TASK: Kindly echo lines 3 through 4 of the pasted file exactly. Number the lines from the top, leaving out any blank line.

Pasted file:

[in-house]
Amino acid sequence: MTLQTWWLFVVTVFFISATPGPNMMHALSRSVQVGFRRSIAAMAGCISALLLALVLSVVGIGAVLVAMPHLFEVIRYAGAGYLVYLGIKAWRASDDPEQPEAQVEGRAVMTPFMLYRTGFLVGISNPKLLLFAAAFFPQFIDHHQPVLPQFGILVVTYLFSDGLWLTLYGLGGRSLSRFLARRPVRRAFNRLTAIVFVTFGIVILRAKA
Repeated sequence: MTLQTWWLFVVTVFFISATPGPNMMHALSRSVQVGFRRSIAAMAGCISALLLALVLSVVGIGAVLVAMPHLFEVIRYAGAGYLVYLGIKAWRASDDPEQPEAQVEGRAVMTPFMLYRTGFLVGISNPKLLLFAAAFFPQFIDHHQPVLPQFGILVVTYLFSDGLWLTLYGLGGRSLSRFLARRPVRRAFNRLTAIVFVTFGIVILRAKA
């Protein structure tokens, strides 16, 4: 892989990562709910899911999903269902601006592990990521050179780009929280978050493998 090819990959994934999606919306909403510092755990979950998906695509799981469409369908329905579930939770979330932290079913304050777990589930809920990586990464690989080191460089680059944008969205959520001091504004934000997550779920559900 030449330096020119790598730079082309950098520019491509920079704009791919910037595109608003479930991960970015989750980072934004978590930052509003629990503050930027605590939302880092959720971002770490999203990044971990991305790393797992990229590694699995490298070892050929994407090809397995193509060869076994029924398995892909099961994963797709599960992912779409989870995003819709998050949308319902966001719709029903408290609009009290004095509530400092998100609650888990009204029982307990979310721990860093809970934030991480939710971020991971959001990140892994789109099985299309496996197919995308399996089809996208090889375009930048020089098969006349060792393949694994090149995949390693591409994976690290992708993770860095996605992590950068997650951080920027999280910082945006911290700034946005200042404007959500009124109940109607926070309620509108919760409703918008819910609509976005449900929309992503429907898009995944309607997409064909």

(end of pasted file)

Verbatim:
Repeated sequence: MTLQTWWLFVVTVFFISATPGPNMMHALSRSVQVGFRRSIAAMAGCISALLLALVLSVVGIGAVLVAMPHLFEVIRYAGAGYLVYLGIKAWRASDDPEQPEAQVEGRAVMTPFMLYRTGFLVGISNPKLLLFAAAFFPQFIDHHQPVLPQFGILVVTYLFSDGLWLTLYGLGGRSLSRFLARRPVRRAFNRLTAIVFVTFGIVILRAKA
């Protein structure tokens, strides 16, 4: 892989990562709910899911999903269902601006592990990521050179780009929280978050493998 090819990959994934999606919306909403510092755990979950998906695509799981469409369908329905579930939770979330932290079913304050777990589930809920990586990464690989080191460089680059944008969205959520001091504004934000997550779920559900 030449330096020119790598730079082309950098520019491509920079704009791919910037595109608003479930991960970015989750980072934004978590930052509003629990503050930027605590939302880092959720971002770490999203990044971990991305790393797992990229590694699995490298070892050929994407090809397995193509060869076994029924398995892909099961994963797709599960992912779409989870995003819709998050949308319902966001719709029903408290609009009290004095509530400092998100609650888990009204029982307990979310721990860093809970934030991480939710971020991971959001990140892994789109099985299309496996197919995308399996089809996208090889375009930048020089098969006349060792393949694994090149995949390693591409994976690290992708993770860095996605992590950068997650951080920027999280910082945006911290700034946005200042404007959500009124109940109607926070309620509108919760409703918008819910609509976005449900929309992503429907898009995944309607997409064909």